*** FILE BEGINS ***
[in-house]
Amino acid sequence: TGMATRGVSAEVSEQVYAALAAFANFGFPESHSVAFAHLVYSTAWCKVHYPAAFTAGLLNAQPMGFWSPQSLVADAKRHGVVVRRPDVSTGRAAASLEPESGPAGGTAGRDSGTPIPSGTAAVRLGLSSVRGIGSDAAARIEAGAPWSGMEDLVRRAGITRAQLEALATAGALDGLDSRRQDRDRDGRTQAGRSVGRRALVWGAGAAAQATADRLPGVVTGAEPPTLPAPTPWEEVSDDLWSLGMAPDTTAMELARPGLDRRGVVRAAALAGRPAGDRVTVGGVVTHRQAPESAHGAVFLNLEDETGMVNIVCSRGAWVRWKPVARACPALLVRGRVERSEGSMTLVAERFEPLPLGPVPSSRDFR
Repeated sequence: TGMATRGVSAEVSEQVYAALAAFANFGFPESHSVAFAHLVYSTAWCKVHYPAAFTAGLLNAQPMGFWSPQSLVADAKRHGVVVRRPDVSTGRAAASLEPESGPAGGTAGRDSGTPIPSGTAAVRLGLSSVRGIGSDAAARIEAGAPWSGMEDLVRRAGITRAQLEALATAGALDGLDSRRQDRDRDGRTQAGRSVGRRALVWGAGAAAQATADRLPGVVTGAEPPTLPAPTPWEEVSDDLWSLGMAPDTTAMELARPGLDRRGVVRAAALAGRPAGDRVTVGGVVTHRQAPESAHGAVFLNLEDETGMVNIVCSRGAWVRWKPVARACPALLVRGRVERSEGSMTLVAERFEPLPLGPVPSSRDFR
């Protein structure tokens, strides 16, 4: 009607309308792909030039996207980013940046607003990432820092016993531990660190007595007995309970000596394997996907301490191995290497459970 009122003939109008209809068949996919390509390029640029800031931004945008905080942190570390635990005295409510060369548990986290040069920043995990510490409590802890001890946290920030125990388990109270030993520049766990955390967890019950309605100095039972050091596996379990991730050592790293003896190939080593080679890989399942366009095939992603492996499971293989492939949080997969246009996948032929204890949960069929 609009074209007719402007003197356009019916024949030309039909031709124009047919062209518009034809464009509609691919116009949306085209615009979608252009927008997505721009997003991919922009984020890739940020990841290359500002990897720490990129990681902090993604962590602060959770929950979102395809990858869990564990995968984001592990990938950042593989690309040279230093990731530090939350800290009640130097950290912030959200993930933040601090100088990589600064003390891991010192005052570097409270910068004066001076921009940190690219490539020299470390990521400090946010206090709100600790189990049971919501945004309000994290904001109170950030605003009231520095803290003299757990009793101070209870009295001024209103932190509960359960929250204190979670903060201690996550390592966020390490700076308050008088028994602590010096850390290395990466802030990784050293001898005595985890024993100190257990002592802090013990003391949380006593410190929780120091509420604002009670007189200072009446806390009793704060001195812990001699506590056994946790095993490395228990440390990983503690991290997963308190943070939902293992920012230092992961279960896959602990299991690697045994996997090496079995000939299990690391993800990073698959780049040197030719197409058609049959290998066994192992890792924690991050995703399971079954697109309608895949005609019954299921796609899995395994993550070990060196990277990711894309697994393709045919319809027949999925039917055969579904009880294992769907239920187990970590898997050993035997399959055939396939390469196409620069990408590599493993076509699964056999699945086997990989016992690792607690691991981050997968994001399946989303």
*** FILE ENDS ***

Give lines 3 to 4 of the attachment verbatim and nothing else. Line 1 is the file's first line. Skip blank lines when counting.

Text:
Repeated sequence: TGMATRGVSAEVSEQVYAALAAFANFGFPESHSVAFAHLVYSTAWCKVHYPAAFTAGLLNAQPMGFWSPQSLVADAKRHGVVVRRPDVSTGRAAASLEPESGPAGGTAGRDSGTPIPSGTAAVRLGLSSVRGIGSDAAARIEAGAPWSGMEDLVRRAGITRAQLEALATAGALDGLDSRRQDRDRDGRTQAGRSVGRRALVWGAGAAAQATADRLPGVVTGAEPPTLPAPTPWEEVSDDLWSLGMAPDTTAMELARPGLDRRGVVRAAALAGRPAGDRVTVGGVVTHRQAPESAHGAVFLNLEDETGMVNIVCSRGAWVRWKPVARACPALLVRGRVERSEGSMTLVAERFEPLPLGPVPSSRDFR
């Protein structure tokens, strides 16, 4: 009607309308792909030039996207980013940046607003990432820092016993531990660190007595007995309970000596394997996907301490191995290497459970 009122003939109008209809068949996919390509390029640029800031931004945008905080942190570390635990005295409510060369548990986290040069920043995990510490409590802890001890946290920030125990388990109270030993520049766990955390967890019950309605100095039972050091596996379990991730050592790293003896190939080593080679890989399942366009095939992603492996499971293989492939949080997969246009996948032929204890949960069929 609009074209007719402007003197356009019916024949030309039909031709124009047919062209518009034809464009509609691919116009949306085209615009979608252009927008997505721009997003991919922009984020890739940020990841290359500002990897720490990129990681902090993604962590602060959770929950979102395809990858869990564990995968984001592990990938950042593989690309040279230093990731530090939350800290009640130097950290912030959200993930933040601090100088990589600064003390891991010192005052570097409270910068004066001076921009940190690219490539020299470390990521400090946010206090709100600790189990049971919501945004309000994290904001109170950030605003009231520095803290003299757990009793101070209870009295001024209103932190509960359960929250204190979670903060201690996550390592966020390490700076308050008088028994602590010096850390290395990466802030990784050293001898005595985890024993100190257990002592802090013990003391949380006593410190929780120091509420604002009670007189200072009446806390009793704060001195812990001699506590056994946790095993490395228990440390990983503690991290997963308190943070939902293992920012230092992961279960896959602990299991690697045994996997090496079995000939299990690391993800990073698959780049040197030719197409058609049959290998066994192992890792924690991050995703399971079954697109309608895949005609019954299921796609899995395994993550070990060196990277990711894309697994393709045919319809027949999925039917055969579904009880294992769907239920187990970590898997050993035997399959055939396939390469196409620069990408590599493993076509699964056999699945086997990989016992690792607690691991981050997968994001399946989303």